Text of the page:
From the late 18th century right through the following century, however, all areas of the Indian Ocean were steadily drawn into the developing world economy that was driven by the industrial revolution in Europe and America. First, urban expansion in the principal port cities created a new demand for labor that was satisfied by the importation of African slaves from both northeast and eastern Africa. Second, the expansion of date plantations in the Persian Gulf intensified the demand for bonded labor from Africa. Third, expansion of the pearl industry in both the Red Sea and the Persian Gulf created parallel labor demands that were satisfied from the same sources. As a consequence, there are significant modern Afro-descended populations throughout the region. This radical shift in the economic and social history of the region was intimately linked to the extension of British hegemony in the Indian Ocean. For East Africa, the Indian merchant capitalists in British Bombay were key to the imperial system. Thus the rise of Oman under the Busaidi dynasty would have been unthinkable without the commercial skills and access to capital of the very large community of Indian merchants first at Muscat, the Omani capital before 1840, and then at Zanzibar, which became its center of operations thereafter. Similarly, the British seizure of Aden in 1838 transformed a settlement that was long past its prime into a major crossroads of the western Indian Ocean. The opening of the Suez Canal in November 1869 completed the network that linked all of these parts to British India and to the evolving domination of British capital throughout the Western Indian Ocean. Finally, when the British abolished the slave trade and began to police the world's oceans in the 19th century, they made Bombay one of the principal ports where they resettled liberated African captives. Some members of the liberated African community which evolved in Bombay were relocated by the British to provide labor for the coconut plantations of the Seychelles Islands. Others found their way to Mauritius to work on the booming sugar estates. A smaller community settled as a Christian missionary outpost on the Muslim Swahili coast outside of Mombasa, in what is today Kenya, where they were known as Bombay Africans. This experiment was not a success and most of the Bombay Africans drifted to Mombasa, where they became a small element in this burgeoning colonial port city.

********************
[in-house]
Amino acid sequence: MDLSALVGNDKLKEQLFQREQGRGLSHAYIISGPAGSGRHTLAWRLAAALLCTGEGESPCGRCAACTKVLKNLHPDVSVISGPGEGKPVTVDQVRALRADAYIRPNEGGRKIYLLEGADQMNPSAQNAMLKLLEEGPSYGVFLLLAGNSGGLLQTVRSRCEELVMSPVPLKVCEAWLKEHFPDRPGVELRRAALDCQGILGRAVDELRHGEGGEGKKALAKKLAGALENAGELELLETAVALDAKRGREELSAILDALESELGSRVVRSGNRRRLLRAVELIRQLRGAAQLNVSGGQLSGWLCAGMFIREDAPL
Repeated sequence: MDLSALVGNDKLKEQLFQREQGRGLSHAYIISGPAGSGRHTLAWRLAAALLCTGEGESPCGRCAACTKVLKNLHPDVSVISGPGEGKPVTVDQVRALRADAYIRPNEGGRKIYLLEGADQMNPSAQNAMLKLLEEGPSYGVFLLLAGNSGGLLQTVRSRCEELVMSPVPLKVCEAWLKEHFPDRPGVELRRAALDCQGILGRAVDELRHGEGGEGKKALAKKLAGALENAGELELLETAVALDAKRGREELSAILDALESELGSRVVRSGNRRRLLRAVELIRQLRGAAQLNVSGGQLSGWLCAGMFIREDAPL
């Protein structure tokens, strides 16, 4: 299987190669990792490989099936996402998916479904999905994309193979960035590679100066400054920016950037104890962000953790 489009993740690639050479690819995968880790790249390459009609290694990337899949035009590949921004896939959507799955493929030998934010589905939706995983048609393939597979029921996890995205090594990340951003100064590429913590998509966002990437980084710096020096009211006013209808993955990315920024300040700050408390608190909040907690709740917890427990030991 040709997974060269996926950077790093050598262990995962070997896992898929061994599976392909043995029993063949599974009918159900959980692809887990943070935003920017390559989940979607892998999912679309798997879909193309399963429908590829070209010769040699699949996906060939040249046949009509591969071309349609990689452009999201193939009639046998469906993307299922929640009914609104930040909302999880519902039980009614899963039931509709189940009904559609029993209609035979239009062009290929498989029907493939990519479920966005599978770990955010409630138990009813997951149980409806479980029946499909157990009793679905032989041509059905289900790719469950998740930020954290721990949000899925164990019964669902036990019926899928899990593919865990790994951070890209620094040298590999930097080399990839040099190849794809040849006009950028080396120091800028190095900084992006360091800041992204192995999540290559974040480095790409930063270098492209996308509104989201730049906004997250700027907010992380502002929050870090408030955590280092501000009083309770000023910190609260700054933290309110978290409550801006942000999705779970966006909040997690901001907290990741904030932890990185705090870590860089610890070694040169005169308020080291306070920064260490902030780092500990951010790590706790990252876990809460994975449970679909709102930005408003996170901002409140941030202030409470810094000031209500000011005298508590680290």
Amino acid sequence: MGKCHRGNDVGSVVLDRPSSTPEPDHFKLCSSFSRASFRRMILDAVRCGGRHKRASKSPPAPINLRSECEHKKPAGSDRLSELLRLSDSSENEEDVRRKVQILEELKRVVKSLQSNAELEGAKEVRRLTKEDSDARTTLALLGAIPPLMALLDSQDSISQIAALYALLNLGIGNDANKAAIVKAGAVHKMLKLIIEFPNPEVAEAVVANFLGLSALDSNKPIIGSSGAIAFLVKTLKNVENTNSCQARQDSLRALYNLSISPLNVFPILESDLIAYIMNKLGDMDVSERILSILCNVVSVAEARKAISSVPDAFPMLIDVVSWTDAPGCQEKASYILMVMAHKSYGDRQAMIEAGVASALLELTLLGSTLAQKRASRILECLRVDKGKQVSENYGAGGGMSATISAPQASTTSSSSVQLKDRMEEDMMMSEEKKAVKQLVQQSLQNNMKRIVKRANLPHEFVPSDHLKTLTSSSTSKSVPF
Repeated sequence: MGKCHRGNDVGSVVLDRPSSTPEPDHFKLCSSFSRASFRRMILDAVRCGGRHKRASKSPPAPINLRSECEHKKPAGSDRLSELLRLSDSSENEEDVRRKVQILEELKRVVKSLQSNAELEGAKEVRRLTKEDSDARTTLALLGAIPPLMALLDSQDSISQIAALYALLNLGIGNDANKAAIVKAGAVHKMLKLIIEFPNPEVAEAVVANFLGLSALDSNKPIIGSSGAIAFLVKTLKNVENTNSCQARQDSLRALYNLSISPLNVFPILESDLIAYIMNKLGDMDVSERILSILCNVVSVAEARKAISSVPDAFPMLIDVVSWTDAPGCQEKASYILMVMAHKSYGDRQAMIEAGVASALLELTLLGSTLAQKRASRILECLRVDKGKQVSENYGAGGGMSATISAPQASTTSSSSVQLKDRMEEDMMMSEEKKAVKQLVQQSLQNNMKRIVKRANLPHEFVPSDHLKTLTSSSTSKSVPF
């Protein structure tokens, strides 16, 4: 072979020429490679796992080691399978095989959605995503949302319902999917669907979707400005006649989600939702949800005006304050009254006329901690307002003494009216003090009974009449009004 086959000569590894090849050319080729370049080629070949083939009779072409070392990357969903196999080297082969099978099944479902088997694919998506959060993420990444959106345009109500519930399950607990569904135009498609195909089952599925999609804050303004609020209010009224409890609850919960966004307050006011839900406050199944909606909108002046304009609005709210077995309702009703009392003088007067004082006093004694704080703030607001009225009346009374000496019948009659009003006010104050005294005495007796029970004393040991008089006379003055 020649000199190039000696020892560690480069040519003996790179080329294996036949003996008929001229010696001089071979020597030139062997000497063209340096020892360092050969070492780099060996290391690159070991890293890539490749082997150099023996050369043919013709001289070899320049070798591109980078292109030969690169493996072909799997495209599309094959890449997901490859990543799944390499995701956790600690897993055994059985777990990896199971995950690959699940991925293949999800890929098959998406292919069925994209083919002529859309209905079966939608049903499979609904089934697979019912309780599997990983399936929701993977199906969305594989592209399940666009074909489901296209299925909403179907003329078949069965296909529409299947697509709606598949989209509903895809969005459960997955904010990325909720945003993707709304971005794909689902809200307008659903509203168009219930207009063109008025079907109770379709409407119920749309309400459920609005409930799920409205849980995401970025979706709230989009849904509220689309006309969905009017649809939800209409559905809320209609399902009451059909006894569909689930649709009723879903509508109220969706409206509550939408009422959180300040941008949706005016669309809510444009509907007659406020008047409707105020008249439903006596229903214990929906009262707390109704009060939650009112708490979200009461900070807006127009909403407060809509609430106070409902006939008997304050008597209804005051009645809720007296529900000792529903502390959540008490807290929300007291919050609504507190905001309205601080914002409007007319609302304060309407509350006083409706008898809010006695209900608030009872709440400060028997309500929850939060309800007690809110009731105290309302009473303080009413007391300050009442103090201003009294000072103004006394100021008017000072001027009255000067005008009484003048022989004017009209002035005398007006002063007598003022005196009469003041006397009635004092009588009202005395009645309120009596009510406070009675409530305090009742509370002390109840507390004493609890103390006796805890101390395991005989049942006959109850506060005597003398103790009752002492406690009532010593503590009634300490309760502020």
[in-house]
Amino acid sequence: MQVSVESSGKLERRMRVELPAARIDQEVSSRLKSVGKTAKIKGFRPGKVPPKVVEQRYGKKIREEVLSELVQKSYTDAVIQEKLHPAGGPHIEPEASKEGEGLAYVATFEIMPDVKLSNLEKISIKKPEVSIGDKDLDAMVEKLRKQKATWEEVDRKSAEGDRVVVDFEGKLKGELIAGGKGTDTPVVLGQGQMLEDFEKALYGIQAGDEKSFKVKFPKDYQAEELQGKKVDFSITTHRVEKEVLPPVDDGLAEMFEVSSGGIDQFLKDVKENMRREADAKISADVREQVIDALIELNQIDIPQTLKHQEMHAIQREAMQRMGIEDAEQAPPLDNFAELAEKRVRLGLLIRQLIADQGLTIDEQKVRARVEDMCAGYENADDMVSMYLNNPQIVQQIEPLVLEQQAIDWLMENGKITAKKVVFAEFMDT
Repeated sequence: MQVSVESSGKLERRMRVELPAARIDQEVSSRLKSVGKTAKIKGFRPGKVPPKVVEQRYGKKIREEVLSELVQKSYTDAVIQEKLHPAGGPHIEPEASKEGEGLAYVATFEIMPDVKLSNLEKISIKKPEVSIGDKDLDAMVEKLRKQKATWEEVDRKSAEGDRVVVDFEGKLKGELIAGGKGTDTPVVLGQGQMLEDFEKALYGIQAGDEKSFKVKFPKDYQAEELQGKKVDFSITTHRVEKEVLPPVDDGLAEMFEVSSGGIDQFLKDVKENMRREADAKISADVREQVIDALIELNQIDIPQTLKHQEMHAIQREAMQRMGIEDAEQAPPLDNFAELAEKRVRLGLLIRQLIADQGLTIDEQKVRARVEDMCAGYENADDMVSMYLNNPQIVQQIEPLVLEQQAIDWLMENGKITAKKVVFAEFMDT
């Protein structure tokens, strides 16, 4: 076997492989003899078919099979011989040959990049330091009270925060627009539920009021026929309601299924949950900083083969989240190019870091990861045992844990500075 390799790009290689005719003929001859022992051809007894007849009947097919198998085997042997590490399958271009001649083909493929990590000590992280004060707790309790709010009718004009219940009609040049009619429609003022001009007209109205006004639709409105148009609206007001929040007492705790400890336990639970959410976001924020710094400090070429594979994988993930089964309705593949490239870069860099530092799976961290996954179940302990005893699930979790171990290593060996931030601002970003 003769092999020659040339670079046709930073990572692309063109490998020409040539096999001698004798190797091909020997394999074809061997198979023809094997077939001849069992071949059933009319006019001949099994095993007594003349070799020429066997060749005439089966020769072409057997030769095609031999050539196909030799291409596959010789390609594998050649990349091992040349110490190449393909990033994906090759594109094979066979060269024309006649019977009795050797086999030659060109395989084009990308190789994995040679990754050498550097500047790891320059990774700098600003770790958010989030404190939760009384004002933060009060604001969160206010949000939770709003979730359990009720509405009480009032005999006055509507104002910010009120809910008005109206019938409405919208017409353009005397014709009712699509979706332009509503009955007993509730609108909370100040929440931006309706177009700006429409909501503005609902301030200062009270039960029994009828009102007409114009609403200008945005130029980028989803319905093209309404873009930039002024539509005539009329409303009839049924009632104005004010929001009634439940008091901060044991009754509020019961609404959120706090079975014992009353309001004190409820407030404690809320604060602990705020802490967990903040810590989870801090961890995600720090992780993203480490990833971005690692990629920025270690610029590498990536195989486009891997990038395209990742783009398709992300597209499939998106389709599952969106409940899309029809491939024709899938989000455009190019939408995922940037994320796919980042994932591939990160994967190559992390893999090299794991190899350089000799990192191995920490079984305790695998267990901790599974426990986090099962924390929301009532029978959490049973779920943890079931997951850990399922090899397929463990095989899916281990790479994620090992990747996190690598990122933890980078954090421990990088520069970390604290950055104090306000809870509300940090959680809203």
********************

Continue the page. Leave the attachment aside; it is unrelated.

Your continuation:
If we are to understand the broader context of the African experience in India, it is important to recognize that diasporas moved both ways between Africa and India. Direct connections to India are first found in the important presence of Indian traders at Zanzibar and the major trading emporia of the Swahili coast, at Mozambique Island, and in western Madagascar. These linkages were significantly reinforced following the abolition of slavery in the British empire in 1834, when the massive migration of indentured Indian laborers brought from all over the subcontinent to provide labor on the rapidly expanding sugar plantations of Mauritius and Natal began. After the abolition of slavery by the French in 1848, a small number of indentured workers were brought to the coffee plantations of La Réunion as well.

Although I have said very little about the ethnic origins of the diasporic African communities in the Indian Ocean, material for further research of this complex issue is available. This information ranges from African enthnonyms in family clan names among the Sidis of Jambur, to African language survivals among Sidi communities, forms of music and musical instrumentation, dances we can identify at the dargah of Bava Gor at Ratanpur and religious practices such as zar possession (which can be directly traced to its origins in Northeast Africa) at Bandar Abbas, Kuwait, and in 19th-century Mekka. What we require now is detailed research into the histories of these different communities and live cultural artifacts in order to provide a more complete appreciation of Africans in India and the Indian Ocean world.